AOSMark tells which OEMs are best, worst at Android updates

JC Torres - Jan 1, 2019, 11:04 pm CDT
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AOSMark tells which OEMs are best, worst at Android updates

There are two guessing games the Android community plays every time there’s a new version released. First is the name-guessing game on what dessert it’ll be named after. The other is when their phone will actually receive the update. The Android platform is notorious for its slow and fragmented update landscape though there are few references on how manufacturers actually fare in this regard. Enter AOSMark, a surprising new site that tries to praise or shame OEMs, depending on their Android update performance.

To be fair, Google has tried to do what it could to ease the burden, encourage, or even strong-arm Android phone makers into quickly updating their phones to the latest versions. Unfortunately, some OEMs are just too set in their ways to change. The best that the community could do is to call attention to OEMs that do good work and those that don’t.

It’s not a straightforward task, mind. There are little to no official records to base report cards on. Even AOSMark is using a secret formula that may cast some doubt on its methods. In a nutshell, it simply takes into account how many times an OEM usually upgrades a phone. Whether its formula considers the total number of phones an OEM has in the wild, the site doesn’t really say much.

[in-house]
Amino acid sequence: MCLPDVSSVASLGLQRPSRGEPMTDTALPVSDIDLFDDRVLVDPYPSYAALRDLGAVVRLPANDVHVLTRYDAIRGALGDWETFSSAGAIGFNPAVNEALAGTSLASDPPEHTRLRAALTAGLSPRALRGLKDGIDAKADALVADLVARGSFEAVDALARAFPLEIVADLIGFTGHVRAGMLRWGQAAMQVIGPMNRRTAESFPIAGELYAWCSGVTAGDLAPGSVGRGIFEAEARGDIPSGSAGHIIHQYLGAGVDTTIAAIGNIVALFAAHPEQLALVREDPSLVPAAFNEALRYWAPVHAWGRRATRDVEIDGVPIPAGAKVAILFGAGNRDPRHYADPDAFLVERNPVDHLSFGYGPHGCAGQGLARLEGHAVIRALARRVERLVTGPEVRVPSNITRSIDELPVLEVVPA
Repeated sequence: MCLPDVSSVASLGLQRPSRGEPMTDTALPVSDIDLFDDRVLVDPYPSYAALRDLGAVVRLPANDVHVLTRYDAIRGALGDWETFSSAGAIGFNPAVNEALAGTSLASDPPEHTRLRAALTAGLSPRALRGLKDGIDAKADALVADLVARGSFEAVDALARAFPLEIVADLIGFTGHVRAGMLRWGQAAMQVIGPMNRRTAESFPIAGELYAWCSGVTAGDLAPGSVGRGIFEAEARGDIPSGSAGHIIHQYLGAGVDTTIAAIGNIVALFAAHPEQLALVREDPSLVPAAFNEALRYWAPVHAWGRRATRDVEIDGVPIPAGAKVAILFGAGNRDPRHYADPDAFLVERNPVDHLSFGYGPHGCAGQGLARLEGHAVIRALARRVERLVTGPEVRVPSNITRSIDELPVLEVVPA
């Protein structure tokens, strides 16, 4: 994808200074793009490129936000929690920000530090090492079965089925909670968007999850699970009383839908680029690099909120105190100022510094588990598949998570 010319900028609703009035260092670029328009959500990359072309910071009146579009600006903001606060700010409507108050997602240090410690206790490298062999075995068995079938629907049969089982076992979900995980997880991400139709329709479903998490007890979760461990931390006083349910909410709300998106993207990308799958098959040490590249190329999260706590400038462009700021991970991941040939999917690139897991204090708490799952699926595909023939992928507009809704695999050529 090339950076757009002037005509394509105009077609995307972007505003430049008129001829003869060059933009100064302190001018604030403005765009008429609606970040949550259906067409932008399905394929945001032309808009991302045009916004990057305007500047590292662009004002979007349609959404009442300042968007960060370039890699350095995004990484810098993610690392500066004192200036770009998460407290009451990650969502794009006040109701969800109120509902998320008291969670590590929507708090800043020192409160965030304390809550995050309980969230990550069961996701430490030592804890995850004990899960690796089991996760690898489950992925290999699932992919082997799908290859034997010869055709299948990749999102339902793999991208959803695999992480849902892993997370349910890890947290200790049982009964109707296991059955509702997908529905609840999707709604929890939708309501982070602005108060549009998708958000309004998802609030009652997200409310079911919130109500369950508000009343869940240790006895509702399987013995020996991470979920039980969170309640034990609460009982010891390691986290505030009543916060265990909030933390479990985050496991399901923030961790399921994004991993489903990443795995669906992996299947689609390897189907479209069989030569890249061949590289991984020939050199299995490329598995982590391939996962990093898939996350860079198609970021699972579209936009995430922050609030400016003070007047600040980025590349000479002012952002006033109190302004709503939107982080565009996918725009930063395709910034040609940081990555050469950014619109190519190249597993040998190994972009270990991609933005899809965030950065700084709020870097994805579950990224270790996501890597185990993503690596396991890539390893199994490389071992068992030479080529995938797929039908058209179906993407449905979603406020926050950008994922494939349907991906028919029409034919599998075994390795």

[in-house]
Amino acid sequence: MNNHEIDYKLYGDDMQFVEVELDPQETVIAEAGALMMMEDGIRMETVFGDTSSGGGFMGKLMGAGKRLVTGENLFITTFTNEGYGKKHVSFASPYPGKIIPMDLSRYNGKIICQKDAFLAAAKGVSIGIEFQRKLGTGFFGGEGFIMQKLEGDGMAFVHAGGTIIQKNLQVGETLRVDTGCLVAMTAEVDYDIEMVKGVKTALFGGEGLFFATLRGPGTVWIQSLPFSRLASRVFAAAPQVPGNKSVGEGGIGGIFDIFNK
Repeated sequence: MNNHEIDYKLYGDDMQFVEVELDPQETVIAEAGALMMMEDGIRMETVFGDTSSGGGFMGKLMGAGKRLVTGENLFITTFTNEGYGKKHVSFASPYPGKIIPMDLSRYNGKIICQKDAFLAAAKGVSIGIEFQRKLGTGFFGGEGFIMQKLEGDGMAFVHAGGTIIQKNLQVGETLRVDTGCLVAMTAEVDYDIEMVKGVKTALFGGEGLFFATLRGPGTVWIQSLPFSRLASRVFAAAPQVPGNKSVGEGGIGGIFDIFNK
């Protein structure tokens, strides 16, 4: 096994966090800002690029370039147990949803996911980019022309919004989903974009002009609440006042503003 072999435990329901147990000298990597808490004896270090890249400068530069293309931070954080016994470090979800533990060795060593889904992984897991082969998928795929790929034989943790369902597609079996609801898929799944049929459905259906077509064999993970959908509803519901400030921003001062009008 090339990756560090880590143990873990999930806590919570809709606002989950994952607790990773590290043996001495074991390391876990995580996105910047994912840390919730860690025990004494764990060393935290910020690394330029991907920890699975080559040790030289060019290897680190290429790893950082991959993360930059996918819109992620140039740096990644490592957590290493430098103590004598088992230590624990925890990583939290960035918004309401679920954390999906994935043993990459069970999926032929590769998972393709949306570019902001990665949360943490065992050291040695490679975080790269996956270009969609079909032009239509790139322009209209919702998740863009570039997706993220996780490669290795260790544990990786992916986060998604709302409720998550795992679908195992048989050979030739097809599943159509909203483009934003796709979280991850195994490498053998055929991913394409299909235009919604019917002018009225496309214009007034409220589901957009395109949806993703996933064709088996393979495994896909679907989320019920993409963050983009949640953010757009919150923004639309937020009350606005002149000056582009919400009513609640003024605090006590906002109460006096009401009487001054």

Unsurprisingly, Google is at the top of the list with a score of 3 out of 6, despite having only a total of six phones in the market. AOSMark hints that if iPhones were included, they’d most likely get a near perfect score. LG is second from the bottom, reinforcing its recent tarnished image, while Samsung has surprisingly managed to beat more than 10 others. Essential is nowhere in sight though Nokia is rightfully near the top. Even more curious, the HTC One Google Play Edition from 2013 is crowned the most updated phone.

Take the numbers with a grain of salt though, with no one but AOSMark knowing exactly the method and sources of data. It is, admittedly, nearly impossible to do so from a foolproof scientific point of view so any approximation is useful already. Whether it influences these OEMs to do a better job, however, is an entirely different question.


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